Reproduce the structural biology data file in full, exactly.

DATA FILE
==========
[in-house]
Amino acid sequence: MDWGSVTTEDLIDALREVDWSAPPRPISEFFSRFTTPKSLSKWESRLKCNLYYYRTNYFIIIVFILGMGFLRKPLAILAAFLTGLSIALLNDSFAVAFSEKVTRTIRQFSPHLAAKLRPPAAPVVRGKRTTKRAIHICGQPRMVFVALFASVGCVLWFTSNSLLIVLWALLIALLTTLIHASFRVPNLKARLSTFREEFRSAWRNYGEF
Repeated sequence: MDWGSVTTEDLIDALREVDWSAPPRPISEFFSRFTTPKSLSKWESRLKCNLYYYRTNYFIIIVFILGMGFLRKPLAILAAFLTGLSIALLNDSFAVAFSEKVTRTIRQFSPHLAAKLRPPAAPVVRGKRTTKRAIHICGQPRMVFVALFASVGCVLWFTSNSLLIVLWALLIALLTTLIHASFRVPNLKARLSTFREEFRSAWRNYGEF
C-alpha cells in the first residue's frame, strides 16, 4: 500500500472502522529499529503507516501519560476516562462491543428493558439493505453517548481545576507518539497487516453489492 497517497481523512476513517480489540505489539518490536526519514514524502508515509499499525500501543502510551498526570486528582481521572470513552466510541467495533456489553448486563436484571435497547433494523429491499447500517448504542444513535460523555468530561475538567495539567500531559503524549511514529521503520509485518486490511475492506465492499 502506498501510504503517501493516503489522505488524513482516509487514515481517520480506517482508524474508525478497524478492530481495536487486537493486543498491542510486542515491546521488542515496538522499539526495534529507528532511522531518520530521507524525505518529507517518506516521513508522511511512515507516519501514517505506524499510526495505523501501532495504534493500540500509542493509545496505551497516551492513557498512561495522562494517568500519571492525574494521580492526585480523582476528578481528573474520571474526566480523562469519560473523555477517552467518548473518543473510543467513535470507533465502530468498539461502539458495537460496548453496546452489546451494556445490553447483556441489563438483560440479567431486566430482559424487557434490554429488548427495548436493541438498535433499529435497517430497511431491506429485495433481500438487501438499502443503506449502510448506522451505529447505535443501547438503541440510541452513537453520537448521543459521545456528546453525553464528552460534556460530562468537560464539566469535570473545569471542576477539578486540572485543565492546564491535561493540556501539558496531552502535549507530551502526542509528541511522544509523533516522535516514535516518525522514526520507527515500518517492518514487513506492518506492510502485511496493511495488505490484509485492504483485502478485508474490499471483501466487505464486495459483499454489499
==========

[in-house]
Amino acid sequence: MDWGSVTTEDLIDALREVDWSAPPRPISEFFSRFTTPKSLSKWESRLKCNLYYYRTNYFIIIVFILGMGFLRKPLAILAAFLTGLSIALLNDSFAVAFSEKVTRTIRQFSPHLAAKLRPPAAPVVRGKRTTKRAIHICGQPRMVFVALFASVGCVLWFTSNSLLIVLWALLIALLTTLIHASFRVPNLKARLSTFREEFRSAWRNYGEF
Repeated sequence: MDWGSVTTEDLIDALREVDWSAPPRPISEFFSRFTTPKSLSKWESRLKCNLYYYRTNYFIIIVFILGMGFLRKPLAILAAFLTGLSIALLNDSFAVAFSEKVTRTIRQFSPHLAAKLRPPAAPVVRGKRTTKRAIHICGQPRMVFVALFASVGCVLWFTSNSLLIVLWALLIALLTTLIHASFRVPNLKARLSTFREEFRSAWRNYGEF
C-alpha cells in the first residue's frame, strides 16, 4: 500500500472502522529499529503507516501519560476516562462491543428493558439493505453517548481545576507518539497487516453489492 497517497481523512476513517480489540505489539518490536526519514514524502508515509499499525500501543502510551498526570486528582481521572470513552466510541467495533456489553448486563436484571435497547433494523429491499447500517448504542444513535460523555468530561475538567495539567500531559503524549511514529521503520509485518486490511475492506465492499 502506498501510504503517501493516503489522505488524513482516509487514515481517520480506517482508524474508525478497524478492530481495536487486537493486543498491542510486542515491546521488542515496538522499539526495534529507528532511522531518520530521507524525505518529507517518506516521513508522511511512515507516519501514517505506524499510526495505523501501532495504534493500540500509542493509545496505551497516551492513557498512561495522562494517568500519571492525574494521580492526585480523582476528578481528573474520571474526566480523562469519560473523555477517552467518548473518543473510543467513535470507533465502530468498539461502539458495537460496548453496546452489546451494556445490553447483556441489563438483560440479567431486566430482559424487557434490554429488548427495548436493541438498535433499529435497517430497511431491506429485495433481500438487501438499502443503506449502510448506522451505529447505535443501547438503541440510541452513537453520537448521543459521545456528546453525553464528552460534556460530562468537560464539566469535570473545569471542576477539578486540572485543565492546564491535561493540556501539558496531552502535549507530551502526542509528541511522544509523533516522535516514535516518525522514526520507527515500518517492518514487513506492518506492510502485511496493511495488505490484509485492504483485502478485508474490499471483501466487505464486495459483499454489499